Medline ® Abstract for Reference 104
of 'Clinical use of tyrosine kinase inhibitors for chronic myeloid leukemia'
Long-term benefits and risks of frontline nilotinib vs imatinib for chronic myeloid leukemia in chronic phase: 5-year update of the randomized ENESTnd trial.
Hochhaus A, Saglio G, Hughes TP, Larson RA, Kim DW, Issaragrisil S, le Coutre PD, Etienne G, Dorlhiac-Llacer PE, Clark RE, Flinn IW, Nakamae H, Donohue B, Deng W, Dalal D, Menssen HD, Kantarjian HM
Leukemia. 2016 May;30(5):1044-54. Epub 2016 Feb 03.
In the phase 3 Evaluating Nilotinib Efficacy and Safety in Clinical Trials-Newly Diagnosed Patients (ENESTnd) study, nilotinib resulted in earlier and higher response rates and a lower risk of progression to accelerated phase/blast crisis (AP/BC) than imatinib in patients with newly diagnosed chronic myeloid leukemia in chronic phase (CML-CP). Here, patients' long-term outcomes in ENESTnd are evaluated after a minimum follow-up of 5 years. By 5 years, more than half of all patients in each nilotinib arm (300 mg twice daily, 54%; 400 mg twice daily, 52%) achieved a molecular response 4.5 (MR(4.5); BCR-ABL⩽0.0032% on the International Scale) compared with 31% of patients in the imatinib arm. A benefit of nilotinib was observed across all Sokal risk groups. Overall, safety results remained consistent with those from previous reports. Numerically more cardiovascular events (CVEs) occurred in patients receiving nilotinib vs imatinib, and elevations in blood cholesterol and glucose levels were also more frequent with nilotinib. In contrast to the high mortality rate associated with CML progression, few deaths in any arm were associated with CVEs, infections or pulmonary diseases. These long-term results support the positive benefit-risk profile of frontline nilotinib 300 mg twice daily in patients with CML-CP.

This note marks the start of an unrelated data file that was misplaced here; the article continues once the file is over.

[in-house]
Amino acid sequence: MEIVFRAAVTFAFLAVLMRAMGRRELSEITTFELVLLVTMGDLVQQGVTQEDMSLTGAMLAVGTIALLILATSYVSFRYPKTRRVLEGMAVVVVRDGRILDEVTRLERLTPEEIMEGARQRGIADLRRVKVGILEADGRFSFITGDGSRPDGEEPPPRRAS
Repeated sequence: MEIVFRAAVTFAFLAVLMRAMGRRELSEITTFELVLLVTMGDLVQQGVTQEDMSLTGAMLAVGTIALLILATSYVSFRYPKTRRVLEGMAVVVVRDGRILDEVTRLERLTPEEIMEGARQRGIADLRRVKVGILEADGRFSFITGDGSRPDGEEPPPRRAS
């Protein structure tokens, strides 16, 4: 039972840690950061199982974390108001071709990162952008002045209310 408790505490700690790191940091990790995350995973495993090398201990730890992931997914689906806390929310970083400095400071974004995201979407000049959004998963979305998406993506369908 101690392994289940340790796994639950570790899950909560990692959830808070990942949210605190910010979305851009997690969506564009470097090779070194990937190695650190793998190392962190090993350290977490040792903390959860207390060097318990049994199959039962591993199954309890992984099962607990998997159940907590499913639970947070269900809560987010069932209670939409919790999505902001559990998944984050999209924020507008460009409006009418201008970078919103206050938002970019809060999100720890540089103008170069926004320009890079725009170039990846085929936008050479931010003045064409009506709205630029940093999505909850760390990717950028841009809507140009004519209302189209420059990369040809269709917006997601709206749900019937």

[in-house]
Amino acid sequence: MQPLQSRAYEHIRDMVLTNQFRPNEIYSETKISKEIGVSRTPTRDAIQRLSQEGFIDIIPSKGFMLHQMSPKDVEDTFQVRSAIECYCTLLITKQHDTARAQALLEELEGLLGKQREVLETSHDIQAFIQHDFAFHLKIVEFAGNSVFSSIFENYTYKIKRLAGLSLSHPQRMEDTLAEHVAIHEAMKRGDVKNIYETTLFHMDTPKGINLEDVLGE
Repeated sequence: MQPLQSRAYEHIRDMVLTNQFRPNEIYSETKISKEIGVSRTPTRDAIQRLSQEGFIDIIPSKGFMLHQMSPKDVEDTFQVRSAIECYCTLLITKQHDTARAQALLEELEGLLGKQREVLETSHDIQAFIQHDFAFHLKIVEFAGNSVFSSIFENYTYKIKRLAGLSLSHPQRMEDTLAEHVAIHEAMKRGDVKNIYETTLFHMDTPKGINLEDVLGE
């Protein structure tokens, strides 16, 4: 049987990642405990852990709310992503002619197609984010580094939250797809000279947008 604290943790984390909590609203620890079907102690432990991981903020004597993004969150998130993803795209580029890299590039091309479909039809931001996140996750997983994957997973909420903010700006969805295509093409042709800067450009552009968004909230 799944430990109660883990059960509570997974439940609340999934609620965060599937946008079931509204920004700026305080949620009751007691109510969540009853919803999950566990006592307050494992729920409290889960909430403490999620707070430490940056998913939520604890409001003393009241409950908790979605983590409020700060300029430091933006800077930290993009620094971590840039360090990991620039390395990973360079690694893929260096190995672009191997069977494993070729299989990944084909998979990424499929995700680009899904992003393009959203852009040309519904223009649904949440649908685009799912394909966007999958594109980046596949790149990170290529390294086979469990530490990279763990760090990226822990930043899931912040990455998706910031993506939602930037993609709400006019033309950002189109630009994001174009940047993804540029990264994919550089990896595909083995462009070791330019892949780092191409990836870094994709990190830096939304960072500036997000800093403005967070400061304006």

Abteilung Hämatologie/Onkologie, Klinik für Innere Medizin II, Universitätsklinikum Jena, Jena, Germany.